What Is BMW South Africa?

The beating heart of BMW South Africa operations has always been the BMW Group Plant Rosslyn. Over the past 40 years, it has transformed from operating as a Completely Knocked Down (CKD) vehicle production plant, assembling automobiles for the local market with few customization options, to a top-tier facility capable of constructing customized cars for affluent customers throughout the world.

BMW’s billion rand investment in the Rosslyn factory in the middle of the 1990s is largely responsible for this evolution. Rosslyn was given the name BMW Group Plant Rosslyn as a result of the investment, which was utilized to transform the production facility into one of the most cutting-edge in the world. In order to prepare the South African factory for the manufacture of future models, BMW continues to invest there.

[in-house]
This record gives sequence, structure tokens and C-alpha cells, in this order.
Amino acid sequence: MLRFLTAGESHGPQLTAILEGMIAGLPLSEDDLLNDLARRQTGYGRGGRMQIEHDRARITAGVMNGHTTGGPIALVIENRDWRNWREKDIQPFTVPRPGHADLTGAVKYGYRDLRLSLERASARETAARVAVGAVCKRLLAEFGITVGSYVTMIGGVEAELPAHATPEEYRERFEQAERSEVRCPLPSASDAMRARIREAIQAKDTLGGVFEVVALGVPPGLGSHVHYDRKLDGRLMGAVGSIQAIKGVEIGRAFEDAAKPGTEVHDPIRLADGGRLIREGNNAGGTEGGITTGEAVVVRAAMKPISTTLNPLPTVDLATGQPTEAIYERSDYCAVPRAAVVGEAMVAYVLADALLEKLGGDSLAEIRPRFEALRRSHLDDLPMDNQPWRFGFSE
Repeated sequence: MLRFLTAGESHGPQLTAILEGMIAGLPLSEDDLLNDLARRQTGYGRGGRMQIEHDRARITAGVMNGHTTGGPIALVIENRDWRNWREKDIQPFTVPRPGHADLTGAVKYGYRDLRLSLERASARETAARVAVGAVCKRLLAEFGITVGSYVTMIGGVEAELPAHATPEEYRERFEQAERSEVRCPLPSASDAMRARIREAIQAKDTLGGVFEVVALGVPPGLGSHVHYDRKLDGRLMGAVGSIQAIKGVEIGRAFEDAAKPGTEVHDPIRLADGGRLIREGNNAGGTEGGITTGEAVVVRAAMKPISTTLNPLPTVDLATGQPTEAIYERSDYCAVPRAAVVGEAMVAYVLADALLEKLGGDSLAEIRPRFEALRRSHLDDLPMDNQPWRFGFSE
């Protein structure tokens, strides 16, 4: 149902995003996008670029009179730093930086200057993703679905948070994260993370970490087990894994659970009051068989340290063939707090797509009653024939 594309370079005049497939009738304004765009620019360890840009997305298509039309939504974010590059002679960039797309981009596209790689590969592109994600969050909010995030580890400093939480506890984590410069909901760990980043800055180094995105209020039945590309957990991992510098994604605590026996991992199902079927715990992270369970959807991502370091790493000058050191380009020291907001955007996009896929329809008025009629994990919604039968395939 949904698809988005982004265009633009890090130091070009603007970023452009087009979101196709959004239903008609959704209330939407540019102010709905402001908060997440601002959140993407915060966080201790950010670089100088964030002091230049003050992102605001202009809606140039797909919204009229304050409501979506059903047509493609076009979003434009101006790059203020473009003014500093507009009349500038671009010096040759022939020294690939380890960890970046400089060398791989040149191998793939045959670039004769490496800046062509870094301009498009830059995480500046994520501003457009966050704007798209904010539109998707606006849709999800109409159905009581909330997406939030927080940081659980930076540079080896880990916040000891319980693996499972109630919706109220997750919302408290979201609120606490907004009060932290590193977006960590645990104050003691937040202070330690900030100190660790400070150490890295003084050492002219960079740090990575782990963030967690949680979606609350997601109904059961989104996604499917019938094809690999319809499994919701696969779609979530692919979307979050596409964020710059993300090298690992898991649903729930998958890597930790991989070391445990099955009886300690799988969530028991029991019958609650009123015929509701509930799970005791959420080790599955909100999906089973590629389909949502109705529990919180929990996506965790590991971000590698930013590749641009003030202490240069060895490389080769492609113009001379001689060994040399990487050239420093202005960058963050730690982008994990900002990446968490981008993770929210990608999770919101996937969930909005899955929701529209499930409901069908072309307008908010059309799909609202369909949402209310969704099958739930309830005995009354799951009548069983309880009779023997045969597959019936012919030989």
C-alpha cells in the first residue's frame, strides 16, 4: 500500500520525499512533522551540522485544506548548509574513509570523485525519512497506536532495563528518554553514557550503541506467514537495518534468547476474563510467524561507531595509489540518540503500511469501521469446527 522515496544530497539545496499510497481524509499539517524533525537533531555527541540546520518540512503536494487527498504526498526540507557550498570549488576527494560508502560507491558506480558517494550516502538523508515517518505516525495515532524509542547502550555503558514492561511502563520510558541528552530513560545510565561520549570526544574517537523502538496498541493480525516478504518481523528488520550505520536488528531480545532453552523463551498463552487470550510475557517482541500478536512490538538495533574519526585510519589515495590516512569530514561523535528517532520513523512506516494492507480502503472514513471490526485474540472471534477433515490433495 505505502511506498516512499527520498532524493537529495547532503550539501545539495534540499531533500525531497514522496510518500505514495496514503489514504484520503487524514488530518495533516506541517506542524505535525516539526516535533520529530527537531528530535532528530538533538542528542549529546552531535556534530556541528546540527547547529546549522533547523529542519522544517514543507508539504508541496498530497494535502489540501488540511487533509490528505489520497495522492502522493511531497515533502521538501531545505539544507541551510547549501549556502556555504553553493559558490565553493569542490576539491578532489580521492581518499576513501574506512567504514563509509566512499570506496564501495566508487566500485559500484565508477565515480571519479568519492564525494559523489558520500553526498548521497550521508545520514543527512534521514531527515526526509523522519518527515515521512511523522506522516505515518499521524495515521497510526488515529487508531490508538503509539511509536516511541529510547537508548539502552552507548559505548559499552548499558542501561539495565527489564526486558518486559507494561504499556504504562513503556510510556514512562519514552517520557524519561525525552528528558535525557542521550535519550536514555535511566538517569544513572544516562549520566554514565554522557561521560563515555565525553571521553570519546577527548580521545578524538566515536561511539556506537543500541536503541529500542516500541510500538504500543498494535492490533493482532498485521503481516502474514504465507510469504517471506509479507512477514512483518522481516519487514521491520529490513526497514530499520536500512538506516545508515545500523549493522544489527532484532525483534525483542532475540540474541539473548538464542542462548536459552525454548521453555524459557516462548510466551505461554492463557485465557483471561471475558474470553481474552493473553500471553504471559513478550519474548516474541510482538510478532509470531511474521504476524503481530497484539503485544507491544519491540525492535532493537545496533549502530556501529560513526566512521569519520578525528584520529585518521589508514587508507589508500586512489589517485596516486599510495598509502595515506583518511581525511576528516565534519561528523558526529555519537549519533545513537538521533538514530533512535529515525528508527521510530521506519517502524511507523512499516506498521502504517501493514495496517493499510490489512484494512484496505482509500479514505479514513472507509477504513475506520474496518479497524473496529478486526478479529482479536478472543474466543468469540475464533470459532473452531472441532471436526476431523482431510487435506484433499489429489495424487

The sixth generation of the 3 Series is now being produced at BMW Group Plant Rosslyn, which has a capacity of up to 75,000 vehicles annually.

The USA, Taiwan, Japan, Singapore, New Zealand, Hong Kong, Australia, Sub-Saharan Africa, and Canada each receive over 85% of the BMW 3 Series automobiles manufactured at the Rosslyn factory.


BMW Plant Rosslyn started producing automobiles in 1968 when Praetor Monteerders started putting them together using BMW drivetrains and engines mounted on Hans Glas sheet metal that had been pressed and delivered from Dingolfing, Germany.

BMW Group South Africa (Pty) Ltd was founded in 1973 after BMW AG acquired all of the company’s shares, making BMW Plant Rosslyn the BMW Group’s first production site outside of Germany.

Since then, the BMW Group has made significant investments in South Africa and its people, transforming BMW Plant Rosslyn from a small vehicle production facility that only assembled vehicles with a limited number of customisation options for the local market to a top-tier facility that can produce highly customized cars for clients around the world.